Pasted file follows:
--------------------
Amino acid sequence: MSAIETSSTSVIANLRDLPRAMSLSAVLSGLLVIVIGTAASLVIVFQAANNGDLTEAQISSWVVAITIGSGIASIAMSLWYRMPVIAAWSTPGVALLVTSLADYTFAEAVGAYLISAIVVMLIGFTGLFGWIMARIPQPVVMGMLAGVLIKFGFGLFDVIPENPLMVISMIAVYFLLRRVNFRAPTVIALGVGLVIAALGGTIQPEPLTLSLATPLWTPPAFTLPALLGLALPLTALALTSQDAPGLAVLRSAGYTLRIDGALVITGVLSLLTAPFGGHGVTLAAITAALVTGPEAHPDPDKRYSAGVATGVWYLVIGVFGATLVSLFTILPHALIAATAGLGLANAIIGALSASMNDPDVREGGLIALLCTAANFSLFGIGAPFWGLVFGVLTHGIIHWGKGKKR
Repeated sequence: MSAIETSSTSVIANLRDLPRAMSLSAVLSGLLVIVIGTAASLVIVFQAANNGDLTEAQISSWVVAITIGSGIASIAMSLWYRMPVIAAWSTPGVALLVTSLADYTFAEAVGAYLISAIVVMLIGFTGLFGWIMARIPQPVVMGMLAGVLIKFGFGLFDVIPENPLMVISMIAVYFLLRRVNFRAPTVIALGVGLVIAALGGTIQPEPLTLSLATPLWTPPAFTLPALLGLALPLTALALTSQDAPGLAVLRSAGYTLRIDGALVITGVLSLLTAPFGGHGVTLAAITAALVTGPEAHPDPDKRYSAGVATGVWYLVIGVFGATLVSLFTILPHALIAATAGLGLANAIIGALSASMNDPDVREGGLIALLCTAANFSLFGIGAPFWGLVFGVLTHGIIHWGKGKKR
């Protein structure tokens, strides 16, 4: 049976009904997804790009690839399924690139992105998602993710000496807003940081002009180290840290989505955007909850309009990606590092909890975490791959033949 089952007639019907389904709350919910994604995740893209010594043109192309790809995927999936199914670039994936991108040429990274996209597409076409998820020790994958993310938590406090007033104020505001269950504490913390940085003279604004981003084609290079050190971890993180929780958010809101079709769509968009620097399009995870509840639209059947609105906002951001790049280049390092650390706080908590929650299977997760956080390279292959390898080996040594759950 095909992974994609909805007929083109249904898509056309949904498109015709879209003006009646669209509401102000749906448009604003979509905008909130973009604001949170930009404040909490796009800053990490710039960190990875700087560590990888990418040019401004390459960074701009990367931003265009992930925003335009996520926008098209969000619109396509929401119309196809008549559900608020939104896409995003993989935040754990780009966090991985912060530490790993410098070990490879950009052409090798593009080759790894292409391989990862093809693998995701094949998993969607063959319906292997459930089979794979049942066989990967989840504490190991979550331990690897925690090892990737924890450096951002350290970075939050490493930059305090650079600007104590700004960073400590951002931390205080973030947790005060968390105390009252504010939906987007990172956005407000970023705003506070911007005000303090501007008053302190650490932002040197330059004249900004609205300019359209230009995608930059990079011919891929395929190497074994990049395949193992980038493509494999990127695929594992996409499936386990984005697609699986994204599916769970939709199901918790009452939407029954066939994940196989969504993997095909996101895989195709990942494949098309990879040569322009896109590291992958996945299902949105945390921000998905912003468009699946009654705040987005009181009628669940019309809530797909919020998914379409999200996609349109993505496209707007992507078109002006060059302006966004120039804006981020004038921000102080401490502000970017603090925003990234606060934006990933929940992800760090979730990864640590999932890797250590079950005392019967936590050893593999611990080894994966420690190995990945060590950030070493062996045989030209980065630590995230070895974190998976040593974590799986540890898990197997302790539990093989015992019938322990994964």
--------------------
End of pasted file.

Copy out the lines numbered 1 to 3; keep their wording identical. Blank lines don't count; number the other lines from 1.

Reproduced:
Amino acid sequence: MSAIETSSTSVIANLRDLPRAMSLSAVLSGLLVIVIGTAASLVIVFQAANNGDLTEAQISSWVVAITIGSGIASIAMSLWYRMPVIAAWSTPGVALLVTSLADYTFAEAVGAYLISAIVVMLIGFTGLFGWIMARIPQPVVMGMLAGVLIKFGFGLFDVIPENPLMVISMIAVYFLLRRVNFRAPTVIALGVGLVIAALGGTIQPEPLTLSLATPLWTPPAFTLPALLGLALPLTALALTSQDAPGLAVLRSAGYTLRIDGALVITGVLSLLTAPFGGHGVTLAAITAALVTGPEAHPDPDKRYSAGVATGVWYLVIGVFGATLVSLFTILPHALIAATAGLGLANAIIGALSASMNDPDVREGGLIALLCTAANFSLFGIGAPFWGLVFGVLTHGIIHWGKGKKR
Repeated sequence: MSAIETSSTSVIANLRDLPRAMSLSAVLSGLLVIVIGTAASLVIVFQAANNGDLTEAQISSWVVAITIGSGIASIAMSLWYRMPVIAAWSTPGVALLVTSLADYTFAEAVGAYLISAIVVMLIGFTGLFGWIMARIPQPVVMGMLAGVLIKFGFGLFDVIPENPLMVISMIAVYFLLRRVNFRAPTVIALGVGLVIAALGGTIQPEPLTLSLATPLWTPPAFTLPALLGLALPLTALALTSQDAPGLAVLRSAGYTLRIDGALVITGVLSLLTAPFGGHGVTLAAITAALVTGPEAHPDPDKRYSAGVATGVWYLVIGVFGATLVSLFTILPHALIAATAGLGLANAIIGALSASMNDPDVREGGLIALLCTAANFSLFGIGAPFWGLVFGVLTHGIIHWGKGKKR
């Protein structure tokens, strides 16, 4: 049976009904997804790009690839399924690139992105998602993710000496807003940081002009180290840290989505955007909850309009990606590092909890975490791959033949 089952007639019907389904709350919910994604995740893209010594043109192309790809995927999936199914670039994936991108040429990274996209597409076409998820020790994958993310938590406090007033104020505001269950504490913390940085003279604004981003084609290079050190971890993180929780958010809101079709769509968009620097399009995870509840639209059947609105906002951001790049280049390092650390706080908590929650299977997760956080390279292959390898080996040594759950 095909992974994609909805007929083109249904898509056309949904498109015709879209003006009646669209509401102000749906448009604003979509905008909130973009604001949170930009404040909490796009800053990490710039960190990875700087560590990888990418040019401004390459960074701009990367931003265009992930925003335009996520926008098209969000619109396509929401119309196809008549559900608020939104896409995003993989935040754990780009966090991985912060530490790993410098070990490879950009052409090798593009080759790894292409391989990862093809693998995701094949998993969607063959319906292997459930089979794979049942066989990967989840504490190991979550331990690897925690090892990737924890450096951002350290970075939050490493930059305090650079600007104590700004960073400590951002931390205080973030947790005060968390105390009252504010939906987007990172956005407000970023705003506070911007005000303090501007008053302190650490932002040197330059004249900004609205300019359209230009995608930059990079011919891929395929190497074994990049395949193992980038493509494999990127695929594992996409499936386990984005697609699986994204599916769970939709199901918790009452939407029954066939994940196989969504993997095909996101895989195709990942494949098309990879040569322009896109590291992958996945299902949105945390921000998905912003468009699946009654705040987005009181009628669940019309809530797909919020998914379409999200996609349109993505496209707007992507078109002006060059302006966004120039804006981020004038921000102080401490502000970017603090925003990234606060934006990933929940992800760090979730990864640590999932890797250590079950005392019967936590050893593999611990080894994966420690190995990945060590950030070493062996045989030209980065630590995230070895974190998976040593974590799986540890898990197997302790539990093989015992019938322990994964």